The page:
Clinical Skills Lab Welcomes Life Size Palpation Cow
Purdue Veterinary Medicine’s Clinical Skills Laboratory recently acquired a life-size palpation cow that will provide veterinary medicine and veterinary nursing students more life-like learning opportunities. The Hereford Model Dystocia Simulator, like many other animal models in the lab, was purchased through an instructional equipment grant.
With the model, DVM and veterinary nursing students will be able to learn about uterine palpation, and how to assist during a bovine dystocia. The model allows students to practice placing obstetric chains and manipulating abnormal calf presentations in the birth canal. This opportunity to practice will help students better understand techniques that can be used to successfully deliver a calf during a difficult birth. Additionally, the model has a functional udder, which gives students the opportunity to learn how to milk a cow or perform a mastitis test.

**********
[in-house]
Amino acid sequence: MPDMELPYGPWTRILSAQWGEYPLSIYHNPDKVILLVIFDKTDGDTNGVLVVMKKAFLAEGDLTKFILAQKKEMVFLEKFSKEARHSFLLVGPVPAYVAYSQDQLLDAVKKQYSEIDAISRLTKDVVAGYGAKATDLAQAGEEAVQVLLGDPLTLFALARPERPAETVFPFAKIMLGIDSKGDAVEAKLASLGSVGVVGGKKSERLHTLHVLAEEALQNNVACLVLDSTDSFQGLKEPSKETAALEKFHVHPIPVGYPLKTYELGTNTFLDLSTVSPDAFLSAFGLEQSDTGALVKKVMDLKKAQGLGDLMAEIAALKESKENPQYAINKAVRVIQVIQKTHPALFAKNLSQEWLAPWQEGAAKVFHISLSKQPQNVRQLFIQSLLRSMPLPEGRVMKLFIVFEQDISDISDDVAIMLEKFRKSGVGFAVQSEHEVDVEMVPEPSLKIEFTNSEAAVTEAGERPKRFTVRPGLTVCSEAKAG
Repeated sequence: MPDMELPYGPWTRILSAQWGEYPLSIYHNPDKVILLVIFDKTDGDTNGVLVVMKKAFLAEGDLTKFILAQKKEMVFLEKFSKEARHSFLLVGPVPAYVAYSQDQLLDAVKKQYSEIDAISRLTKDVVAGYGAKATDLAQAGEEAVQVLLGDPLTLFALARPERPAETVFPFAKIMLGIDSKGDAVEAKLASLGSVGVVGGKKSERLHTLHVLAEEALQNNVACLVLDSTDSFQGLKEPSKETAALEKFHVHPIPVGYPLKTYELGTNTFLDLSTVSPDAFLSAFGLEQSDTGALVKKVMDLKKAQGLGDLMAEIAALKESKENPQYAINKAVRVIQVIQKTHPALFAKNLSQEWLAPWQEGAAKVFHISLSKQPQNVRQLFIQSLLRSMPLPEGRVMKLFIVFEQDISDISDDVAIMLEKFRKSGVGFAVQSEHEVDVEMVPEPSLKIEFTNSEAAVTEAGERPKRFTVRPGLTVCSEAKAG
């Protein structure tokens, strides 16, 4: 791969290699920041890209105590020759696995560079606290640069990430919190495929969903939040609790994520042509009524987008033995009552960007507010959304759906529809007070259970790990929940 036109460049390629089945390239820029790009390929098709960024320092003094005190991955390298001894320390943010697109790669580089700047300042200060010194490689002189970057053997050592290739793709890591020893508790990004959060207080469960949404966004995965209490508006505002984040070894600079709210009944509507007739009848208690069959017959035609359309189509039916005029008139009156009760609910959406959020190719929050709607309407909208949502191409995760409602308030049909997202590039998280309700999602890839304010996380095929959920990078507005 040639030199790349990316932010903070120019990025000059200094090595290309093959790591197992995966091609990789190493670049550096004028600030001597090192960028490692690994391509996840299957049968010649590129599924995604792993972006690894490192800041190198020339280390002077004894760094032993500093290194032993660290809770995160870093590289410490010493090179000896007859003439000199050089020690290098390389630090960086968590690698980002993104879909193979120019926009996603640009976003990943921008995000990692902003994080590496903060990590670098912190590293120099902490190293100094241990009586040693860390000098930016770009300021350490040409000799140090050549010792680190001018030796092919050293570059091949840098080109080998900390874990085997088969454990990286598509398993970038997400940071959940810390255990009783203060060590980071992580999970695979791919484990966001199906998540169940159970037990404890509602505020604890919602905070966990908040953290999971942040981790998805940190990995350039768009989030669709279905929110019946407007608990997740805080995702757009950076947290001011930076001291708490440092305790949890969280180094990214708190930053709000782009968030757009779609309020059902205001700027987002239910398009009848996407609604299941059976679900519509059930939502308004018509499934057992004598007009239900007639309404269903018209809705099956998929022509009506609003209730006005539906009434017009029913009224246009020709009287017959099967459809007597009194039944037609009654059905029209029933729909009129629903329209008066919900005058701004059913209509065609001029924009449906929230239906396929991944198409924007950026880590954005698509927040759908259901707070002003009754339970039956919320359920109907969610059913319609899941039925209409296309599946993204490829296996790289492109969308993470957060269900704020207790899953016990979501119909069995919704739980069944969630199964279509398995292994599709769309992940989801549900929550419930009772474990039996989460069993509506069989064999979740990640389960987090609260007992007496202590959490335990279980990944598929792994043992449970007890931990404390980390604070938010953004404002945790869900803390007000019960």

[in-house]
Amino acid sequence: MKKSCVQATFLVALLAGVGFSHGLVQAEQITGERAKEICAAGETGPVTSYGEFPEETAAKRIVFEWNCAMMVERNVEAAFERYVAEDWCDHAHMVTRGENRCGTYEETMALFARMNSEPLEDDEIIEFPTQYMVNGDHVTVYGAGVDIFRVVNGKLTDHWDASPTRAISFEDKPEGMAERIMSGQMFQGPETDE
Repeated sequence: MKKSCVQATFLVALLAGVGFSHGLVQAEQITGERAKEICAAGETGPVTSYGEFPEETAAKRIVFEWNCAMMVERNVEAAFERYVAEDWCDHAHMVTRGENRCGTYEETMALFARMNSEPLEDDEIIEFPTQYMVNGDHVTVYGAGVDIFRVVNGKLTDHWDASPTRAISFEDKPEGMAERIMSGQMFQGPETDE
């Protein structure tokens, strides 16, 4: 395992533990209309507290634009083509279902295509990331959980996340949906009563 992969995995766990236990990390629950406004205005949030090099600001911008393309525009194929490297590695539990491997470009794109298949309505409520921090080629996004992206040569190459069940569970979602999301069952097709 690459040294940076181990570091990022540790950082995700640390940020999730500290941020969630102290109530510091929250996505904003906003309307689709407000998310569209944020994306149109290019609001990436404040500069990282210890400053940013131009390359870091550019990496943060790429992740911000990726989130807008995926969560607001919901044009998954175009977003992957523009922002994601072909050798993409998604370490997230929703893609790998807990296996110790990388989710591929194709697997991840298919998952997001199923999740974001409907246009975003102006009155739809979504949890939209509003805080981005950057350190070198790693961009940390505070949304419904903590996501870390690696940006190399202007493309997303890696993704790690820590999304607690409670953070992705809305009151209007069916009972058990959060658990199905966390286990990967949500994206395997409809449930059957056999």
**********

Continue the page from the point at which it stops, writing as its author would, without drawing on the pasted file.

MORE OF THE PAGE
Clinical Skills Laboratory Manager Danielle Buchanan, RVT, VTS (SAIM) said providing students with access to a more realistic learning option is very important. “Prior to the development of clinical skills labs in veterinary schools, students had to get creative if they wanted opportunities to practice skills. Now, we have models for them to practice on providing them more opportunities to gain confidence and mastery of skills before treating a live animal for the first time,” Danielle explained.
Writer(s): Maya Sanaba, PVM Communications Intern | email@example.com